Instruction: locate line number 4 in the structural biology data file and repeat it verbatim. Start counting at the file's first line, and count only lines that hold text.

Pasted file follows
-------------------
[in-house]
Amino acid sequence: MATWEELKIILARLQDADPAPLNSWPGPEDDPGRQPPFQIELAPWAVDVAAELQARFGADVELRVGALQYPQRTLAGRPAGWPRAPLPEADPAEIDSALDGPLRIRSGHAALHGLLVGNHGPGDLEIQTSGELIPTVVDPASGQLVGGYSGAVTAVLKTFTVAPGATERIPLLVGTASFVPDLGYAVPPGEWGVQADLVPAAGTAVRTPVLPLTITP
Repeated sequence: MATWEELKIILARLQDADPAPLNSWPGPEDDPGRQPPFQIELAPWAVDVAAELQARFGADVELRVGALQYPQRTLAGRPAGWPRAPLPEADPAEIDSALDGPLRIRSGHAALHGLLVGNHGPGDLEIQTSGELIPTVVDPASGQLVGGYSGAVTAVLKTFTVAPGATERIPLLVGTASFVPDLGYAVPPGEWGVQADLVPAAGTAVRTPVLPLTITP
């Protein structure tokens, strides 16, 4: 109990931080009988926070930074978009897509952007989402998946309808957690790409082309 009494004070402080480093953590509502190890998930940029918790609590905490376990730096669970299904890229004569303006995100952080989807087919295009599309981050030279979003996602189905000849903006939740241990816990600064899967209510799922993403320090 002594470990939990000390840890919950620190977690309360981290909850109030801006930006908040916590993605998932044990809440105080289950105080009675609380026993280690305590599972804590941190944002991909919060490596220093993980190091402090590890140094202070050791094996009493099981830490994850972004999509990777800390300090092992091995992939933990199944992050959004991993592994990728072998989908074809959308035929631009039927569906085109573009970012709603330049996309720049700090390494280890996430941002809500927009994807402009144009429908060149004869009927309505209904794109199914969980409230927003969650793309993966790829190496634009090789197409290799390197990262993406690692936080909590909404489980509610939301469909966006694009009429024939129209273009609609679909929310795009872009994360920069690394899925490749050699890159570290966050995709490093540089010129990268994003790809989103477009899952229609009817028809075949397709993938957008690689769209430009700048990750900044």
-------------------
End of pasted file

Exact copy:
């Protein structure tokens, strides 16, 4: 109990931080009988926070930074978009897509952007989402998946309808957690790409082309 009494004070402080480093953590509502190890998930940029918790609590905490376990730096669970299904890229004569303006995100952080989807087919295009599309981050030279979003996602189905000849903006939740241990816990600064899967209510799922993403320090 002594470990939990000390840890919950620190977690309360981290909850109030801006930006908040916590993605998932044990809440105080289950105080009675609380026993280690305590599972804590941190944002991909919060490596220093993980190091402090590890140094202070050791094996009493099981830490994850972004999509990777800390300090092992091995992939933990199944992050959004991993592994990728072998989908074809959308035929631009039927569906085109573009970012709603330049996309720049700090390494280890996430941002809500927009994807402009144009429908060149004869009927309505209904794109199914969980409230927003969650793309993966790829190496634009090789197409290799390197990262993406690692936080909590909404489980509610939301469909966006694009009429024939129209273009609609679909929310795009872009994360920069690394899925490749050699890159570290966050995709490093540089010129990268994003790809989103477009899952229609009817028809075949397709993938957008690689769209430009700048990750900044």